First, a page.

I’ve received some questions regarding the action in LinkedIn (LNKD) and whether the stock is “wedging.” I’m not too concerned about any slight wedging in the daily pattern as the stock digests this move up into resistance at the 95 price level. LNKD is a volatile stock, even squirrely at times, and so I would focus on the action on the weekly chart, which so far looks very strong, but also indicates that LNKD might need to go sideways here for a while. Recall that even the example of Amazon.com (AMZN) in 2003, which showed very strong action as it closed up and at the peak of the weekly range for five weeks in a row as it was coming up the right side of a base back then, followed up that strong action by drifting down for four weeks as the 50-day moving average caught up to the stock. This sort of orderly pullback and consolidation may be what LNKD needs to do here as it tries to set up to clear 95 resistance which it ran into earlier in the week. So far this is doing nothing abnormal, and if a position in LNKD was bought on the basis of the buyable gap-up two weeks ago in the mid-80’s then there isn’t much to do here but sit.
Zynga Corp. (ZNGA), another social-networking play and a “cousin” to LNKD which I first discussed in my report of last weekend, continues to build a new base here, as we see on the weekly chart below. Last weekend I talked about the reasonably tight weekly closes in ZNGA’s pattern, despite the wide weekly range last week as a result of the volatility related to its earnings announcement. This week, however, note how the stock has closed exactly even with last week’s close (color coded as a black week), and, equally importantly, the weekly range has tightened up considerably. It is in fact the tightest weekly range in the pattern since the stock came flying out of its IPO base four weeks ago. I’ve read many articles knocking ZNGA’s business, but the price/volume action rules all. Short interest in the stock is also very high, similar to LNKD, as 2.8 days worth of short interest exists in the stock, or about 35.6 million shares, over a third of the float. I’m willing to take a position here with the idea that it should hold the $12.50 price level, this week’s low, as I would expect the pattern to continue to tighten up constructively if in fact it is going to work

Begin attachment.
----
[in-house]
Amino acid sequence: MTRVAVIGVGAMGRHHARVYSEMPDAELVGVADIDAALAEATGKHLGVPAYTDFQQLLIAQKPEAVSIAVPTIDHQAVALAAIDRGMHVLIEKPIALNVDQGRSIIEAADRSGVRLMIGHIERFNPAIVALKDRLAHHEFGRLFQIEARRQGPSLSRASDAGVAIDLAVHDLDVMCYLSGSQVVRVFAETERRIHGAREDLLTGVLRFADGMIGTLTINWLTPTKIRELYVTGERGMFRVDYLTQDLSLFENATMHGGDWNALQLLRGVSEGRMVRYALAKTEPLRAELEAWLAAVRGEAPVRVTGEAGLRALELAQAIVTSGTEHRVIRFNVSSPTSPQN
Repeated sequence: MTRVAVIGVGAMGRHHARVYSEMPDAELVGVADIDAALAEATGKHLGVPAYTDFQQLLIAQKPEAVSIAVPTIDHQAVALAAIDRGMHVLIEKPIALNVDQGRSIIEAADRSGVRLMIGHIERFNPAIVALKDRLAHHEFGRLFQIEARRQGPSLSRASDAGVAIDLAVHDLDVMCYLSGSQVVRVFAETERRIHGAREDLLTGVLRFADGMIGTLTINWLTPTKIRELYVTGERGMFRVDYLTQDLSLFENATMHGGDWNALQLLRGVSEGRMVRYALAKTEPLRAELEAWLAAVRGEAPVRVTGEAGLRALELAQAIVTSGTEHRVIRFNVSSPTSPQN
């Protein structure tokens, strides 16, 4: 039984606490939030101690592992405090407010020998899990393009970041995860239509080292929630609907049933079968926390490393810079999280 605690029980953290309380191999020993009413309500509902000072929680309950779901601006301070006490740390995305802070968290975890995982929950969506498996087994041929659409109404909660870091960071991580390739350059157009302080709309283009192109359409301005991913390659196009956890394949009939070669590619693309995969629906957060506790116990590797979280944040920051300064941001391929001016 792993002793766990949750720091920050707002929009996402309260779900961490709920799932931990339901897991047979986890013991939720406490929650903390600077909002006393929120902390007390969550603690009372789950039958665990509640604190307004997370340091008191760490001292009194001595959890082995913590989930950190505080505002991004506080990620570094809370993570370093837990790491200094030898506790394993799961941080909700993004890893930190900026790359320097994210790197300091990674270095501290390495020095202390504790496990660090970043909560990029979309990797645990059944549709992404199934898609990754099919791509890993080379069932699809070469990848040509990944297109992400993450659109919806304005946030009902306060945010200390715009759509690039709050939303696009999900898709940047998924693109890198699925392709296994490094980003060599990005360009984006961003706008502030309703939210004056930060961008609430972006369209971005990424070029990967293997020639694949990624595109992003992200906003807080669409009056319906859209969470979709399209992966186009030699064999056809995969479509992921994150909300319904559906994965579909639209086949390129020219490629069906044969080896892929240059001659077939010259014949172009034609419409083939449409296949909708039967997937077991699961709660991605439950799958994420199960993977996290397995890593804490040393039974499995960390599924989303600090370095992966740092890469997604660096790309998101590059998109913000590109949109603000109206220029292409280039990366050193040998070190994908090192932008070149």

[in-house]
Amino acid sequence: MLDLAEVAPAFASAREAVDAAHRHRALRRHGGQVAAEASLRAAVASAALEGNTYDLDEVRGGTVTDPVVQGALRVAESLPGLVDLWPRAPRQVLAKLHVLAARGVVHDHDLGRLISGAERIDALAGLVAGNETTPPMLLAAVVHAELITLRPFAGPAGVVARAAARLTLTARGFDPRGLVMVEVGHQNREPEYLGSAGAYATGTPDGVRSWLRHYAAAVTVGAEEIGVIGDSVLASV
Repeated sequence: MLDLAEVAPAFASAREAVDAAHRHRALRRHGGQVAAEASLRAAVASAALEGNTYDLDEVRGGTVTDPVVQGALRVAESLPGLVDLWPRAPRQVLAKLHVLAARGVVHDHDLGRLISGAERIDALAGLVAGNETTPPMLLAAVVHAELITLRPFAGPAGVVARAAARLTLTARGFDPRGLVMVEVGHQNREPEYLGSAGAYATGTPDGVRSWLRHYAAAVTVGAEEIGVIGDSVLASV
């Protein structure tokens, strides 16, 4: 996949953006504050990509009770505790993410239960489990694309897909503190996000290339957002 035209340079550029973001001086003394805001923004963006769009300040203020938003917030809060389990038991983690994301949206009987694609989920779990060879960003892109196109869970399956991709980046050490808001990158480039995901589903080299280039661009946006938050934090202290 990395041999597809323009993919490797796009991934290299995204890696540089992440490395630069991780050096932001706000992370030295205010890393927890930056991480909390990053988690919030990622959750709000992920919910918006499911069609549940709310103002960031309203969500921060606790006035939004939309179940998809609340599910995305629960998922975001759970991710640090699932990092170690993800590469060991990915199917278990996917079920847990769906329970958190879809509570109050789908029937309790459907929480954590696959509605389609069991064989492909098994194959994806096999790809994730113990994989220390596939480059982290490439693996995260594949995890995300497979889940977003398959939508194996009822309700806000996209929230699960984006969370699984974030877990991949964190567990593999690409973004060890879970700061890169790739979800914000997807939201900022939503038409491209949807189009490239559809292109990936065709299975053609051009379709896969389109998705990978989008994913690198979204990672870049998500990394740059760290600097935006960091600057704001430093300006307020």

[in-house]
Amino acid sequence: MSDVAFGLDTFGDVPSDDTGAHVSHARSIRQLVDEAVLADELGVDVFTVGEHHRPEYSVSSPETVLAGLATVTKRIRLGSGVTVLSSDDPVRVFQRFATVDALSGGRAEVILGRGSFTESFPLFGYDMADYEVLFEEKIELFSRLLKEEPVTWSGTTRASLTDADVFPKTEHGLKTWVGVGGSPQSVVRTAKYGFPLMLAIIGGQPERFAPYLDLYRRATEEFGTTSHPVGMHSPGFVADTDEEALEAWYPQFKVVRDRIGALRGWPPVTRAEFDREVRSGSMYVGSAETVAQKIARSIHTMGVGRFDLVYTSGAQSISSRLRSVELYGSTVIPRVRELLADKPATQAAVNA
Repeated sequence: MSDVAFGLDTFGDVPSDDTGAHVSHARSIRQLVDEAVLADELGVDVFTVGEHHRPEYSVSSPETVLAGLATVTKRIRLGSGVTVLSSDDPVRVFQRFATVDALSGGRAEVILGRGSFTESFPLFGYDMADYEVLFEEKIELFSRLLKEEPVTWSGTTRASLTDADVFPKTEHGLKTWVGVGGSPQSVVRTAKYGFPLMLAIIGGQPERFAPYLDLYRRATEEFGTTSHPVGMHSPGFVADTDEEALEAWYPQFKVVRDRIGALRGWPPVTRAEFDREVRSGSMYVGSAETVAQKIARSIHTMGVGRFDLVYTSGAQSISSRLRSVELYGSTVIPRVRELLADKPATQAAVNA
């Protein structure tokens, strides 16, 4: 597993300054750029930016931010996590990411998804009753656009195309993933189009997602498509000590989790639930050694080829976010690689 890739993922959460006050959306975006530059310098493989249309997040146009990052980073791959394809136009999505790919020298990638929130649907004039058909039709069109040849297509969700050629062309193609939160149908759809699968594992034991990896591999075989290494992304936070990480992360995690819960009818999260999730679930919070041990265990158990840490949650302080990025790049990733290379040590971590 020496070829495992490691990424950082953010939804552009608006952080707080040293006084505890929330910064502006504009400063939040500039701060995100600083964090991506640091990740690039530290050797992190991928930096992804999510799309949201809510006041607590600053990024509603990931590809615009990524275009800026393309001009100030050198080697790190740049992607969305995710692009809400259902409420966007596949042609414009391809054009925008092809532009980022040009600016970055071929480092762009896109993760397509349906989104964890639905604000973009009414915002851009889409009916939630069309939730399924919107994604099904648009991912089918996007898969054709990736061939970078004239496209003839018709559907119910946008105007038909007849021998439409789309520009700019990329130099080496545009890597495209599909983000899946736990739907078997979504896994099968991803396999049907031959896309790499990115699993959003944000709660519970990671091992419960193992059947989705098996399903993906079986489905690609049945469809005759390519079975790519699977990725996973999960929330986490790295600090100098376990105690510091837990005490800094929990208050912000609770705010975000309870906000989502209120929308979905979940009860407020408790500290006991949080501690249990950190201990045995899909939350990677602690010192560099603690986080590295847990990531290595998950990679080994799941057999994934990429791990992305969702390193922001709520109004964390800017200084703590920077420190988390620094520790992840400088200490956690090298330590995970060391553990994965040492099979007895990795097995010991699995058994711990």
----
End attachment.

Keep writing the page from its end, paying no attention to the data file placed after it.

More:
I wasn’t expecting any surprises when Monster Beverage (MNST) announced earnings Thursday after the close, but the company did surprise analysts by “missing” their earnings bogey, which caused the stock to promptly drop down below 51 in after-hours trading. MNST provides a good example of why it is not always such a good idea to react too quickly in what is, except for the biggest of stocks, a very thin and relatively illiquid after-hours trading session. In MNST’s case, once the company began its earnings conference call the stock was back up to 55 and up from its closing price on Thursday. On Friday, the stock sold off just briefly before turning around and flashing a big pocket pivot buy point on very strong volume as the stock launched to an all-time high closing price. In my view one could add to pre-existing position in MNST here on the basis of Friday’s pocket pivot. I first discussed the stock even before its buyable gap-up move mid-January when it flashed a pocket pivot the day before it gapped up, and it has continued to move higher from there.